Important public buildings ignore the time-tested lessons of sustainability found in local architecture.
Just like we human beings have individual habits, society as a collective phenomenon also has its own share of habits. One among the notable habit is the way we segregate, classify and term our actions under different headings. Eco-friendly and cost- effective architecture appears to suffer from this habit of type casting. Too many people tend to believe that nature-friendly green buildings with local materials and regional character are good for houses or select institutional buildings only.
Important public buildings, hospitals, spaces for multi-national companies (MNC) and such others ignore the time-tested lessons of sustainability found in local architecture, adopting contemporary styles instead. Some buildings employ a few of the criteria of IGBC or TERI for green buildings, aspiring to get respective ratings. Considering the wide range of criteria to score points from, these green-rated buildings may score poorly on local ideas, but score more on products used, management matters, energy saved and such others.
Also, many of them do not consider critical issues like life cycle costs, embodied energy or operational costs (OPEX) in relation to capital costs (CAPEX). As such, there is no guarantee to say a green rated building is a design evolved from local considerations.
Can we imagine a software office with a central courtyard and wall built with un-plastered natural material? Such a non-air-conditioned day-lit space may provide a healthier ambience to work at, possibly better than an enclosed, artificially-lit AC hall. Besides the savings in electricity, a roof finished with exposed clay filler block would need no more maintenance cost lifelong. If we can add a traditional verandah at the entrance, the employees get a space to relax, wait for colleagues or welcome guests. The natural materials all around may provide a soothing feeling, replacing the provocative artificial interiors.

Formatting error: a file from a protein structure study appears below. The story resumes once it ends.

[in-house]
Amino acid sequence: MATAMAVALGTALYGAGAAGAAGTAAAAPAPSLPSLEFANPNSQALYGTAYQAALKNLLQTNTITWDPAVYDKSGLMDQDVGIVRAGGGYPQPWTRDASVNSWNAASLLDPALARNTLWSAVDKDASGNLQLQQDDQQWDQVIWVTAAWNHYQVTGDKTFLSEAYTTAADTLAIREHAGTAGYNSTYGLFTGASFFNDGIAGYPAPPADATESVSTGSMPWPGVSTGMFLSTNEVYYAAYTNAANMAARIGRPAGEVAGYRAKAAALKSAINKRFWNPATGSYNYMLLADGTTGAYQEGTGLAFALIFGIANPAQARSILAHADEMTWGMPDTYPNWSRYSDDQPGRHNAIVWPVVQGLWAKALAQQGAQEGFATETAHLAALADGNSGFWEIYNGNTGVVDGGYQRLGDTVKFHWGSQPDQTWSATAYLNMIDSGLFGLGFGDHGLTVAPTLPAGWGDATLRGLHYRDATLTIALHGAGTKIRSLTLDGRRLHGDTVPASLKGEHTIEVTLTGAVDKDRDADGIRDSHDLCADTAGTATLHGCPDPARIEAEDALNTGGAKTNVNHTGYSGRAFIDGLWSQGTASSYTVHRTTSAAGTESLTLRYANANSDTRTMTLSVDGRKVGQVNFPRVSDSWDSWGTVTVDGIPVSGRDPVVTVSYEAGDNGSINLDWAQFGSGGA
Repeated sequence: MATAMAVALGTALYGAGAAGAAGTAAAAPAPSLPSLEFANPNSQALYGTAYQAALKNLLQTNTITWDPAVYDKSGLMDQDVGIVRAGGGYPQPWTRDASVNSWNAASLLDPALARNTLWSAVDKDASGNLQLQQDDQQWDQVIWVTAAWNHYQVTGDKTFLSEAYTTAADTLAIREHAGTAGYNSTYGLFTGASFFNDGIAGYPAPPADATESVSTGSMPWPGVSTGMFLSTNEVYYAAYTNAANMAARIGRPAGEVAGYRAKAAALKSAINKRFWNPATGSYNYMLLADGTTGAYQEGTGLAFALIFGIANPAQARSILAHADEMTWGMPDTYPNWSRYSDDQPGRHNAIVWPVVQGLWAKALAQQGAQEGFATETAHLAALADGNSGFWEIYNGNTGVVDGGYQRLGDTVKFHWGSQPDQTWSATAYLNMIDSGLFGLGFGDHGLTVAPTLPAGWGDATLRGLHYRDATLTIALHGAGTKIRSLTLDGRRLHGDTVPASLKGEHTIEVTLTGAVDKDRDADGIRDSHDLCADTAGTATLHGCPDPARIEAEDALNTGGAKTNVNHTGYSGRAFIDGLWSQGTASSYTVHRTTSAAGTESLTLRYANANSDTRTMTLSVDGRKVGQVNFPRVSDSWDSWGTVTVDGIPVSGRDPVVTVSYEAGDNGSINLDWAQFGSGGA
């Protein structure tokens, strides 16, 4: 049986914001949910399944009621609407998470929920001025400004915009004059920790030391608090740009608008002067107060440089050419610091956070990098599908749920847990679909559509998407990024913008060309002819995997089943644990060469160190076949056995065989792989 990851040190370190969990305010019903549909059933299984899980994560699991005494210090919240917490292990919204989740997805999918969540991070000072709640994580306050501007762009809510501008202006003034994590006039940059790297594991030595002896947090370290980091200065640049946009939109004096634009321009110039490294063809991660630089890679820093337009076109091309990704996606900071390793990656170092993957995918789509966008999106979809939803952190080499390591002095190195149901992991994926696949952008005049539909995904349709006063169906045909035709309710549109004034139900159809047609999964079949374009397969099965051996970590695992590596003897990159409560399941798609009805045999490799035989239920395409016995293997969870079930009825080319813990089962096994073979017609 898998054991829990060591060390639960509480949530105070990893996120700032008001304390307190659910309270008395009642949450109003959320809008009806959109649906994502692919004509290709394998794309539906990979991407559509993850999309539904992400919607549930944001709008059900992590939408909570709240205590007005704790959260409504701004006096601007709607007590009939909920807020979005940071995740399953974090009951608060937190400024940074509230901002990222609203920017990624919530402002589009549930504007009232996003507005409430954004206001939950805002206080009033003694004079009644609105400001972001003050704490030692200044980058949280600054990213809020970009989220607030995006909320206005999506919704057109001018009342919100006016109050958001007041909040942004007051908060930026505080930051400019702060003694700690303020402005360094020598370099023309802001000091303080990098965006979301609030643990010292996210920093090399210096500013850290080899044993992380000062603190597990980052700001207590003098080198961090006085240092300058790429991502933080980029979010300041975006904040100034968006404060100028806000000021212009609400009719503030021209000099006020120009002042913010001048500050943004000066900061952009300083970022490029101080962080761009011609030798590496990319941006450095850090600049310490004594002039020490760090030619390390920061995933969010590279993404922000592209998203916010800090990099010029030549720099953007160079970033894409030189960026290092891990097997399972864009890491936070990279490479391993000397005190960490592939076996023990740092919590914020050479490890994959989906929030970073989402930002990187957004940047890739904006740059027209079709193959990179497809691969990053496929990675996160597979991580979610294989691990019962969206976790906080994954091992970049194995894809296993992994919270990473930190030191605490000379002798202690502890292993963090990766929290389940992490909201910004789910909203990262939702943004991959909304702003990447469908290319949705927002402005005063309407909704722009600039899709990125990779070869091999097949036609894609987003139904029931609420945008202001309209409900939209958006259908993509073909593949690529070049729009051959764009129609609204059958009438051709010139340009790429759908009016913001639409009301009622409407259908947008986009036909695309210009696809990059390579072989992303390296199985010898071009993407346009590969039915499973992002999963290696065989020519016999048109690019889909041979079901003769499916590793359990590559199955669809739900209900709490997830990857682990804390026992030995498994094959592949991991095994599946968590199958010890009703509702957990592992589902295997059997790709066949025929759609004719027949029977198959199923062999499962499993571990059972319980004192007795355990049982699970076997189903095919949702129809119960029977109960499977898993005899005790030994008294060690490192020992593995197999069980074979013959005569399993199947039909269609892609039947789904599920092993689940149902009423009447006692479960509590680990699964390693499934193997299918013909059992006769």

Can we imagine an auditorium with hollow core construction, so the wall becomes a sound barrier? Can it have a tiled roof, which negates the need for false ceiling? Can there be a hospital where patients in waiting lounge in an indoor garden with day light and natural air? All these and many more are possible, if our mindset against designing with nature changes.
The eco-friendly alternatives are not a style by themselves, but an application of green ideas which are possible on any structure. We already have cases where architects have designed hospitals, kalyan mantaps, software offices, schools, industries, MNC seed companies and such others, successfully incorporating cost-effective, culturally appropriate and climatically conforming design ideas and construction techniques. They may not be large in number yet, but are becoming increasingly visible during a drive around in an urban context.
The problem does not lie with the ideas, but with our mindset that considers alternative architecture fit or unfit for a given context. With the consumption pattern and climate crisis deepening, today eco-ideas are valid everywhere.